Plot: journalist and mercenary take down corrupt South American dictator.
Of all the talentless hacks working the Italian exploitation circuit from the 60s to 80s shlockmeister Alfonso Brescia by far was the most seasoned and mercenary. Over a three-decade career Brescia built a reputation on doing it quicker and cheaper than everyone else. He made whatever was fashionable (or profitable) irrespective of whether he had any affinity or interest in the genre he was contributing to. As such old Alfonso made everything from peplum, superhero movies, and comedy (or some cross-pollination thereof) to commedia sexy all’italiana, World War II epics, a Shaw Bros co-produced martial arts slapstick romp and helmed a series of five of the cruddiest, sloppiest, and frequently most incoherent space operas ever to come out of Italy following the box office success of George Lucas’ Star Wars (1977). Strangely he never partook in either the cannibal craze of the seventies or the zombie fad of the eighties. While Brescia was a director of dubious merit he occassionally stumbled onto a good idea, either by design or by pure dumb luck. That serendipity struck again on Cross Mission (released domestically as Fuoco incrociato). In North America it was part of Cannon’s four-part Action Adventure Theater series, introduced by the king of low-budget action himself, Michael Dudikoff. All things being cyclical Cross Mission ended up inspiring the sixteenth James Bond episode Licence to Kill (1989).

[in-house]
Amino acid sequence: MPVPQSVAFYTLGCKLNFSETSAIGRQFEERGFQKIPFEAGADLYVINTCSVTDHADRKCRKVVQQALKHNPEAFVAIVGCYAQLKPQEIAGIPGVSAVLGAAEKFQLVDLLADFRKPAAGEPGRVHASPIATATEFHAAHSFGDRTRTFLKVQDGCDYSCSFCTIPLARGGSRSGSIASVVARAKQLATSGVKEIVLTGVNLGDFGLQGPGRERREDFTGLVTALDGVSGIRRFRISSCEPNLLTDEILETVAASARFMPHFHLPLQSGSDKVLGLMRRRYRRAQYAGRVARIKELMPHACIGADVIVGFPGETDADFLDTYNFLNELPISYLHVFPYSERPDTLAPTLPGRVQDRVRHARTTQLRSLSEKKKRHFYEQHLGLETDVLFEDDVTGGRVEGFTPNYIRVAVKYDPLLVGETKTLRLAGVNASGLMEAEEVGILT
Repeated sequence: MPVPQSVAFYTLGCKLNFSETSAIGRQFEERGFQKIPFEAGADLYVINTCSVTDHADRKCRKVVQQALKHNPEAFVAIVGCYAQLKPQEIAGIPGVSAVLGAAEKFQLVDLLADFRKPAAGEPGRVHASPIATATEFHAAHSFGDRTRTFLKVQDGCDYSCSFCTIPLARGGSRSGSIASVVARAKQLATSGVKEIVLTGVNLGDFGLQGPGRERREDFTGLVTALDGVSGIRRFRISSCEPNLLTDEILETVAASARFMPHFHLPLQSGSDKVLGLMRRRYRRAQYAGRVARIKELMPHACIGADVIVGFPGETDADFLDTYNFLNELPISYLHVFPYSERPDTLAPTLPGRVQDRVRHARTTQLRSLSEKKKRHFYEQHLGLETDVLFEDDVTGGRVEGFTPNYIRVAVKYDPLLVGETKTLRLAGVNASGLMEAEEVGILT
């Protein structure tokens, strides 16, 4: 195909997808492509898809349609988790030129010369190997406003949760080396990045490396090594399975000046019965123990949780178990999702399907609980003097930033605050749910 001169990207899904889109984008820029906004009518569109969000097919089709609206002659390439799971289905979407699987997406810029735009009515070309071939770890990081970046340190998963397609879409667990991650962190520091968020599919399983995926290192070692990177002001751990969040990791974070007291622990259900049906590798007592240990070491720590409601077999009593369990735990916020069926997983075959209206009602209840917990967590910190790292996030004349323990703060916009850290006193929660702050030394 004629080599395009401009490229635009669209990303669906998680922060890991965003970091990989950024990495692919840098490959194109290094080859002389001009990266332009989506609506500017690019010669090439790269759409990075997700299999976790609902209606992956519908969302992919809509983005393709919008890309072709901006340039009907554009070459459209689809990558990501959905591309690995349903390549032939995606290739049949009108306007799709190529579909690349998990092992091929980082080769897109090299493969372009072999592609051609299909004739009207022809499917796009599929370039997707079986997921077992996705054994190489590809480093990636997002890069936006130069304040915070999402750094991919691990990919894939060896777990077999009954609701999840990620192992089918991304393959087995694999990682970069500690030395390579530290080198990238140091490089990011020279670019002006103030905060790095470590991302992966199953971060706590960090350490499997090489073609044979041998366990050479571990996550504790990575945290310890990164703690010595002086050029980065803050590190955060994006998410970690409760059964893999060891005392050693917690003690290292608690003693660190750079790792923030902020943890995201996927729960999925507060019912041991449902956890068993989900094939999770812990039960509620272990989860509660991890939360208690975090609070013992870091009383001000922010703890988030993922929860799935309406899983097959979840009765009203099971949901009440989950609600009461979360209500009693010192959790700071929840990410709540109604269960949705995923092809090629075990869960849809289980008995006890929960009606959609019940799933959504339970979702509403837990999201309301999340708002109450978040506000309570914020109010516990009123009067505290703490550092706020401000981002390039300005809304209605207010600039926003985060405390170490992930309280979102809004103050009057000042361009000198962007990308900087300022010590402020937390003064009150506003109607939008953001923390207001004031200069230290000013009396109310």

While there’s no contesting that Brescia’s oeuvre mainly consists of some of the worst genre exercises ever conceived old Alfonso could actually make a decent feature if given the chance. He, after all, directed the very enjoyable duo of peplum The Revolt of the Pretorians (1964) (featuring Richard Harrison a full twenty years before he got lost in the wacky world of Godfrey Ho Chi-Keung (何誌強)), the The Giant Of Metropolis (1961) plagiate The Conqueror Of Atlantis (1965), the early (and relatively tame) giallo Naked Girl Killed In the Park (1972), the The Amazons (1973) derivate Battle Of the Amazons (1973), the bootleg Ator sequel Iron Warrior (1987) (which Joe D’Amato, not exactly a paragon of integrity, famously denounced), and the Zalman King inspired erotic thriller Homicide In Blue Light (1991) (with French sexbomb Florence Guérin). In between those last two Brescia helmed a globe-trotting and explosive international action movie so hopelessly inept (and completely enjoyable for exactly that reason) that it makes the body of work of Cirio H. Santiago, Chalong Pakdeevijit, and Wilfredo dela Cruz look measured and sophisticated in comparison. What was he ripping off this time, you ask? Well, the thing every Italian director was back then… Rambo, or more specifically, Rambo: First Blood Part II (1985) and Rambo III (1988). The only reason to stay awake during the endless montages of jeeps driving, stilted firefights, and bamboo huts blowing up is Caribbean one-hit wonder Brigitte Porsche. Porsche not only gets to wear a Versace dress but also does karate… We love you, miss B – wherever you are!